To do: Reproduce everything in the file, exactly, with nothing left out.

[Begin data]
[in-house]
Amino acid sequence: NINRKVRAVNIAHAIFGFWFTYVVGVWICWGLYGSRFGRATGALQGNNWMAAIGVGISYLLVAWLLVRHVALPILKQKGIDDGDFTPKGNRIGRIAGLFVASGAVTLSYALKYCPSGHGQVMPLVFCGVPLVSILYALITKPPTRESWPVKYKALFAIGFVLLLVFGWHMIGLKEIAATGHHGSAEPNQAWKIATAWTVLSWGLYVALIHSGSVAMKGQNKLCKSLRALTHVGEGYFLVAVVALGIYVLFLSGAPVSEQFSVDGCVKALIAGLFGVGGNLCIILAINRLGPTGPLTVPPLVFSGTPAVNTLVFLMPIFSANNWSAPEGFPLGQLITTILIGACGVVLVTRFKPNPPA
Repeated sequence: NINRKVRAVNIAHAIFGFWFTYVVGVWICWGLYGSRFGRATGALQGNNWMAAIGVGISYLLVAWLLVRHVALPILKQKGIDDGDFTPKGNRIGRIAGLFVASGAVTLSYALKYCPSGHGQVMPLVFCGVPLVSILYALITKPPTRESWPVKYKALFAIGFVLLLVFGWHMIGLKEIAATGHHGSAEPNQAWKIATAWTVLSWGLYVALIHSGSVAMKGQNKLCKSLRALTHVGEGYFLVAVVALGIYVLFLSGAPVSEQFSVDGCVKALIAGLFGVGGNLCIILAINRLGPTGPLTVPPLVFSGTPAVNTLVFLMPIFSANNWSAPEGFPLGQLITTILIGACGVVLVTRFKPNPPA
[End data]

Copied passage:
[in-house]
Amino acid sequence: NINRKVRAVNIAHAIFGFWFTYVVGVWICWGLYGSRFGRATGALQGNNWMAAIGVGISYLLVAWLLVRHVALPILKQKGIDDGDFTPKGNRIGRIAGLFVASGAVTLSYALKYCPSGHGQVMPLVFCGVPLVSILYALITKPPTRESWPVKYKALFAIGFVLLLVFGWHMIGLKEIAATGHHGSAEPNQAWKIATAWTVLSWGLYVALIHSGSVAMKGQNKLCKSLRALTHVGEGYFLVAVVALGIYVLFLSGAPVSEQFSVDGCVKALIAGLFGVGGNLCIILAINRLGPTGPLTVPPLVFSGTPAVNTLVFLMPIFSANNWSAPEGFPLGQLITTILIGACGVVLVTRFKPNPPA
Repeated sequence: NINRKVRAVNIAHAIFGFWFTYVVGVWICWGLYGSRFGRATGALQGNNWMAAIGVGISYLLVAWLLVRHVALPILKQKGIDDGDFTPKGNRIGRIAGLFVASGAVTLSYALKYCPSGHGQVMPLVFCGVPLVSILYALITKPPTRESWPVKYKALFAIGFVLLLVFGWHMIGLKEIAATGHHGSAEPNQAWKIATAWTVLSWGLYVALIHSGSVAMKGQNKLCKSLRALTHVGEGYFLVAVVALGIYVLFLSGAPVSEQFSVDGCVKALIAGLFGVGGNLCIILAINRLGPTGPLTVPPLVFSGTPAVNTLVFLMPIFSANNWSAPEGFPLGQLITTILIGACGVVLVTRFKPNPPA